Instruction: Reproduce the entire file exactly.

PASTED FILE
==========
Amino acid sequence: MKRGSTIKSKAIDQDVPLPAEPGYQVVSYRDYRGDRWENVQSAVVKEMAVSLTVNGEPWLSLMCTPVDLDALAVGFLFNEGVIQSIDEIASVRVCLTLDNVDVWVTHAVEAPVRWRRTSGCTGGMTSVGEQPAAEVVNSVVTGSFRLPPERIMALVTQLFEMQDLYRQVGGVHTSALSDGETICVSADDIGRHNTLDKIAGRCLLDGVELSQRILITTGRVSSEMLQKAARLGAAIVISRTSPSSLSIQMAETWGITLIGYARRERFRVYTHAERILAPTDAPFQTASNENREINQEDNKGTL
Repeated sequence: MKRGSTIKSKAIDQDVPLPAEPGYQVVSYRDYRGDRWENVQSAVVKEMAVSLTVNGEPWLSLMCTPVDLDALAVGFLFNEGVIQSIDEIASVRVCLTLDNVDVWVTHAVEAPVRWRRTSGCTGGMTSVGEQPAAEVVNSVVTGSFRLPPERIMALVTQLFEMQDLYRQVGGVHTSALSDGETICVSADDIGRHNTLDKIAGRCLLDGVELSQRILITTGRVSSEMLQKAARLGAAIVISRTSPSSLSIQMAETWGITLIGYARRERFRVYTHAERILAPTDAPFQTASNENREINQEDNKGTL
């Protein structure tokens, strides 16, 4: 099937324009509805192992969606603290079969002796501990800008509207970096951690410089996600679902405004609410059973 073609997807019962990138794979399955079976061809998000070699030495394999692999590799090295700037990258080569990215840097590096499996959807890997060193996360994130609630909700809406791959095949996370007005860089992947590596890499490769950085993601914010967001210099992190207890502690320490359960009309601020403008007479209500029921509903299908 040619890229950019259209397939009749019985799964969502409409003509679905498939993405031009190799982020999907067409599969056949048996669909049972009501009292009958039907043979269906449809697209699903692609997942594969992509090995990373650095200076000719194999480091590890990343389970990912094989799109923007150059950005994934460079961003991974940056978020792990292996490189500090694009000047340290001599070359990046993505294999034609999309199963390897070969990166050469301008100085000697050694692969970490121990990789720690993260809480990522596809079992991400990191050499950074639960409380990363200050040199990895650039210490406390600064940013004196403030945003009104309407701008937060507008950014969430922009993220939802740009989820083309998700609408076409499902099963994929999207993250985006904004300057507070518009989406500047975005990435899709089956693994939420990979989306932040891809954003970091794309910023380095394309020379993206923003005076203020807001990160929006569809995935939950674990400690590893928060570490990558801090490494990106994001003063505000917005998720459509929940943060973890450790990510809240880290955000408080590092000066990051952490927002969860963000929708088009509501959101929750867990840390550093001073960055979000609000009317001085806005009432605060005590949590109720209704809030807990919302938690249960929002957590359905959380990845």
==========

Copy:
Amino acid sequence: MKRGSTIKSKAIDQDVPLPAEPGYQVVSYRDYRGDRWENVQSAVVKEMAVSLTVNGEPWLSLMCTPVDLDALAVGFLFNEGVIQSIDEIASVRVCLTLDNVDVWVTHAVEAPVRWRRTSGCTGGMTSVGEQPAAEVVNSVVTGSFRLPPERIMALVTQLFEMQDLYRQVGGVHTSALSDGETICVSADDIGRHNTLDKIAGRCLLDGVELSQRILITTGRVSSEMLQKAARLGAAIVISRTSPSSLSIQMAETWGITLIGYARRERFRVYTHAERILAPTDAPFQTASNENREINQEDNKGTL
Repeated sequence: MKRGSTIKSKAIDQDVPLPAEPGYQVVSYRDYRGDRWENVQSAVVKEMAVSLTVNGEPWLSLMCTPVDLDALAVGFLFNEGVIQSIDEIASVRVCLTLDNVDVWVTHAVEAPVRWRRTSGCTGGMTSVGEQPAAEVVNSVVTGSFRLPPERIMALVTQLFEMQDLYRQVGGVHTSALSDGETICVSADDIGRHNTLDKIAGRCLLDGVELSQRILITTGRVSSEMLQKAARLGAAIVISRTSPSSLSIQMAETWGITLIGYARRERFRVYTHAERILAPTDAPFQTASNENREINQEDNKGTL
């Protein structure tokens, strides 16, 4: 099937324009509805192992969606603290079969002796501990800008509207970096951690410089996600679902405004609410059973 073609997807019962990138794979399955079976061809998000070699030495394999692999590799090295700037990258080569990215840097590096499996959807890997060193996360994130609630909700809406791959095949996370007005860089992947590596890499490769950085993601914010967001210099992190207890502690320490359960009309601020403008007479209500029921509903299908 040619890229950019259209397939009749019985799964969502409409003509679905498939993405031009190799982020999907067409599969056949048996669909049972009501009292009958039907043979269906449809697209699903692609997942594969992509090995990373650095200076000719194999480091590890990343389970990912094989799109923007150059950005994934460079961003991974940056978020792990292996490189500090694009000047340290001599070359990046993505294999034609999309199963390897070969990166050469301008100085000697050694692969970490121990990789720690993260809480990522596809079992991400990191050499950074639960409380990363200050040199990895650039210490406390600064940013004196403030945003009104309407701008937060507008950014969430922009993220939802740009989820083309998700609408076409499902099963994929999207993250985006904004300057507070518009989406500047975005990435899709089956693994939420990979989306932040891809954003970091794309910023380095394309020379993206923003005076203020807001990160929006569809995935939950674990400690590893928060570490990558801090490494990106994001003063505000917005998720459509929940943060973890450790990510809240880290955000408080590092000066990051952490927002969860963000929708088009509501959101929750867990840390550093001073960055979000609000009317001085806005009432605060005590949590109720209704809030807990919302938690249960929002957590359905959380990845």